The airwaves and political channels are filled with self-congratulations on 3.2% annualized growth in the first quarter of 2019. This is touted by Trump administration officials as “proof” that the 2018 tax cuts worked and we have now returned to the days of 3%-plus self-sustaining growth. Don’t believe it.
Growth in Trump’s first year (2017) was identical to the eight years of the Obama administration, about 2.3%. Growth was slightly better in 2018, but this appears to be a one-time Trump bump due to the tax cuts. That’s fine, but it’s not self-sustaining.
The first-quarter 2019 figures were propped up by a number of temporary factors including inventory accumulation, government spending on highways and improvement in trade. The inventory accumulation and trade improvement were both related to the trade wars and were an effort to beat the tariffs that are now being imposed. With that behind us, what’s the outlook for the rest of 2019?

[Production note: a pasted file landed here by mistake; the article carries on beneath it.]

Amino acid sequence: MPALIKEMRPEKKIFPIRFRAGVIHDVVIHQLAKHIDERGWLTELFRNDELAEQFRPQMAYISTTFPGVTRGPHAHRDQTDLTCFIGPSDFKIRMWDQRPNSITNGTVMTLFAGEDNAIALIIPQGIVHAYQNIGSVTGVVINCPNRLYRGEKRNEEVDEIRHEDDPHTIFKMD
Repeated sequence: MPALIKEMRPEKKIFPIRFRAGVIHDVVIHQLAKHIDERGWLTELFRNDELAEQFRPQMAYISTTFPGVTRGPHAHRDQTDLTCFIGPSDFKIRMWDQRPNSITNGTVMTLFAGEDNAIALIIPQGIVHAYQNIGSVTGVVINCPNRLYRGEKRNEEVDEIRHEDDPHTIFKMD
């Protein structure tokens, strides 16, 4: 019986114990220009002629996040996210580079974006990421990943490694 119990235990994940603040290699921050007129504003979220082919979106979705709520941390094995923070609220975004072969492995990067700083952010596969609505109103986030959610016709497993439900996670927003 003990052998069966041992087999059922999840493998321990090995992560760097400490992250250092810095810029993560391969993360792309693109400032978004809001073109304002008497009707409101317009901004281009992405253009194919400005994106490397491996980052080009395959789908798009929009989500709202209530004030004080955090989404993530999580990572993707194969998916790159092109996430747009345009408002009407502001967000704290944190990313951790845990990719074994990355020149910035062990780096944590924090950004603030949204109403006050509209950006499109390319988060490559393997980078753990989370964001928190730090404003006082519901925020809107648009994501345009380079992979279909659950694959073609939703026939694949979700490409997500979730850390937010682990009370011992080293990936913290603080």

As of today, the best forecast for growth in the second quarter of 2019 from the Atlanta Fed is only 1.2%. If that figure holds, first-half growth annualized would be 2.15%, about where it has been for the past 10 years. In other words, there is no growth miracle, just more of the same.
Given adverse demographics, persistent disinflation and flat productivity, why do we have any growth at all? This article gives a simple answer to that question: debt. Jeffrey Gundlach, the new “Bond King,” says, “Nominal GDP growth over the past five years would have been negative if U.S. public debt had not increased.”
If growth is unsustainable without debt, how sustainable is the increase in debt? The answer is that any debt that grows faster than income will eventually result in default through inflation, restructuring or nonpayment. The timing is uncertain, but the outcome is not. Investors can prepare for the inevitable for now by increasing allocations to cash and gold.
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